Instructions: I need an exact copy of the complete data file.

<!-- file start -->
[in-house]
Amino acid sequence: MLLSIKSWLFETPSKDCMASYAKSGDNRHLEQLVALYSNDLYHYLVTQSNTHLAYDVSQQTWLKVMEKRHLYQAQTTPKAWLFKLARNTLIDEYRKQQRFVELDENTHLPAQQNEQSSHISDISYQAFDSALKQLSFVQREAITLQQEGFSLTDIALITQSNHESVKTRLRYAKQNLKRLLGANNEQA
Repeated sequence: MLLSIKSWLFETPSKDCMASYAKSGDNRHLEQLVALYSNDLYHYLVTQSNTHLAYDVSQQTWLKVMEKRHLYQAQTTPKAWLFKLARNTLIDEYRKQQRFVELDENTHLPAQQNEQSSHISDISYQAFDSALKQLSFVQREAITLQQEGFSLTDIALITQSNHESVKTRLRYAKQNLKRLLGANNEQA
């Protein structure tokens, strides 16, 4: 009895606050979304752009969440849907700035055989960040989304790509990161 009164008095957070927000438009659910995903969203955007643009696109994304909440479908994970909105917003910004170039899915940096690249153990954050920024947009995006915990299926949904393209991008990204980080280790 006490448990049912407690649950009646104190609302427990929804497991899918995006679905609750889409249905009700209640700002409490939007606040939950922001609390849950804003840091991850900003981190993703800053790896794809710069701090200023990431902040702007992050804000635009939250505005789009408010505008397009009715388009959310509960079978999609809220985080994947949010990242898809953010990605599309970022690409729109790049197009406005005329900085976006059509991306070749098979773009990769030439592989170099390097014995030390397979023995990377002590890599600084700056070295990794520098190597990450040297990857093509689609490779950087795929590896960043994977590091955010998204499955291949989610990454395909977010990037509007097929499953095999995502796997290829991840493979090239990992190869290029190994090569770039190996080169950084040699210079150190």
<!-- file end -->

[in-house]
Amino acid sequence: MLLSIKSWLFETPSKDCMASYAKSGDNRHLEQLVALYSNDLYHYLVTQSNTHLAYDVSQQTWLKVMEKRHLYQAQTTPKAWLFKLARNTLIDEYRKQQRFVELDENTHLPAQQNEQSSHISDISYQAFDSALKQLSFVQREAITLQQEGFSLTDIALITQSNHESVKTRLRYAKQNLKRLLGANNEQA
Repeated sequence: MLLSIKSWLFETPSKDCMASYAKSGDNRHLEQLVALYSNDLYHYLVTQSNTHLAYDVSQQTWLKVMEKRHLYQAQTTPKAWLFKLARNTLIDEYRKQQRFVELDENTHLPAQQNEQSSHISDISYQAFDSALKQLSFVQREAITLQQEGFSLTDIALITQSNHESVKTRLRYAKQNLKRLLGANNEQA
């Protein structure tokens, strides 16, 4: 009895606050979304752009969440849907700035055989960040989304790509990161 009164008095957070927000438009659910995903969203955007643009696109994304909440479908994970909105917003910004170039899915940096690249153990954050920024947009995006915990299926949904393209991008990204980080280790 006490448990049912407690649950009646104190609302427990929804497991899918995006679905609750889409249905009700209640700002409490939007606040939950922001609390849950804003840091991850900003981190993703800053790896794809710069701090200023990431902040702007992050804000635009939250505005789009408010505008397009009715388009959310509960079978999609809220985080994947949010990242898809953010990605599309970022690409729109790049197009406005005329900085976006059509991306070749098979773009990769030439592989170099390097014995030390397979023995990377002590890599600084700056070295990794520098190597990450040297990857093509689609490779950087795929590896960043994977590091955010998204499955291949989610990454395909977010990037509007097929499953095999995502796997290829991840493979090239990992190869290029190994090569770039190996080169950084040699210079150190």